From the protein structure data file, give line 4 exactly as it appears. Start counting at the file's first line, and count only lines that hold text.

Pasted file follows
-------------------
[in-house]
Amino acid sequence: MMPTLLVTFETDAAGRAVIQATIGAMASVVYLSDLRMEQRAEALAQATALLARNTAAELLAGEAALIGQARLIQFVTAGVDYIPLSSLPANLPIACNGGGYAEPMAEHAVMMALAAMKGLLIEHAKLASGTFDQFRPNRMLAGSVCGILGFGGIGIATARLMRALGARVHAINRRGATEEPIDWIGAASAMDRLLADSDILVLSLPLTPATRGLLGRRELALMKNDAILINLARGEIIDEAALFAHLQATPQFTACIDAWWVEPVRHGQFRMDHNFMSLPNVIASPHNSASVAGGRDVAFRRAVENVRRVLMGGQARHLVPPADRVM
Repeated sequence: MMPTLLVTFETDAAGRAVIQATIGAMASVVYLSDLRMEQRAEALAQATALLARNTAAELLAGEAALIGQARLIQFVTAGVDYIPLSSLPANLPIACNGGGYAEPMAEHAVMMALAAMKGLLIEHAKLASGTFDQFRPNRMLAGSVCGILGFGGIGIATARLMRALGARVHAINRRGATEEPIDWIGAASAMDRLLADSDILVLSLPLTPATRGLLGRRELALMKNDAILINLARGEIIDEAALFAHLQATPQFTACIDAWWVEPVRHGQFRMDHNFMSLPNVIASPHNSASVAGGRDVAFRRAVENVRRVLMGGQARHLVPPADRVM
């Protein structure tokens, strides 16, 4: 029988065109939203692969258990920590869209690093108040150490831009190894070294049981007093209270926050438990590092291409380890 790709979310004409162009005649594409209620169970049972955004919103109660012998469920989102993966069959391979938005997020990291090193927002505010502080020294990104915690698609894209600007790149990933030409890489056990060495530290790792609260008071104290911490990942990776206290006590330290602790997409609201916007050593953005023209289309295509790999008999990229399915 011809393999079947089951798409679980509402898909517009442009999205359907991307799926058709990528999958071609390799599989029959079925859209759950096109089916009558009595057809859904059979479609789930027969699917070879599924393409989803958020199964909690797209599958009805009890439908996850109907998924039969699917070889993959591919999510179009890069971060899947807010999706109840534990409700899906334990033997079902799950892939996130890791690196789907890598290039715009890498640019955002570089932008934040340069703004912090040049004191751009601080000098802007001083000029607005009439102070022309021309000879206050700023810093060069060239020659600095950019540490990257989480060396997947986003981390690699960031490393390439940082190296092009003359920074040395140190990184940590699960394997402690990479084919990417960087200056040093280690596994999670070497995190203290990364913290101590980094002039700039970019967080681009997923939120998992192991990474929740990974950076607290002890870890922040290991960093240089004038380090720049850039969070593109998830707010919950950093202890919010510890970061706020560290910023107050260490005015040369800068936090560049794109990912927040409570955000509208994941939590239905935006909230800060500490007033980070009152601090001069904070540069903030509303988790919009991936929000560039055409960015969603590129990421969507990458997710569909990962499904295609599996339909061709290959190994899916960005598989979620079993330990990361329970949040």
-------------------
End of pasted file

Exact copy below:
């Protein structure tokens, strides 16, 4: 029988065109939203692969258990920590869209690093108040150490831009190894070294049981007093209270926050438990590092291409380890 790709979310004409162009005649594409209620169970049972955004919103109660012998469920989102993966069959391979938005997020990291090193927002505010502080020294990104915690698609894209600007790149990933030409890489056990060495530290790792609260008071104290911490990942990776206290006590330290602790997409609201916007050593953005023209289309295509790999008999990229399915 011809393999079947089951798409679980509402898909517009442009999205359907991307799926058709990528999958071609390799599989029959079925859209759950096109089916009558009595057809859904059979479609789930027969699917070879599924393409989803958020199964909690797209599958009805009890439908996850109907998924039969699917070889993959591919999510179009890069971060899947807010999706109840534990409700899906334990033997079902799950892939996130890791690196789907890598290039715009890498640019955002570089932008934040340069703004912090040049004191751009601080000098802007001083000029607005009439102070022309021309000879206050700023810093060069060239020659600095950019540490990257989480060396997947986003981390690699960031490393390439940082190296092009003359920074040395140190990184940590699960394997402690990479084919990417960087200056040093280690596994999670070497995190203290990364913290101590980094002039700039970019967080681009997923939120998992192991990474929740990974950076607290002890870890922040290991960093240089004038380090720049850039969070593109998830707010919950950093202890919010510890970061706020560290910023107050260490005015040369800068936090560049794109990912927040409570955000509208994941939590239905935006909230800060500490007033980070009152601090001069904070540069903030509303988790919009991936929000560039055409960015969603590129990421969507990458997710569909990962499904295609599996339909061709290959190994899916960005598989979620079993330990990361329970949040």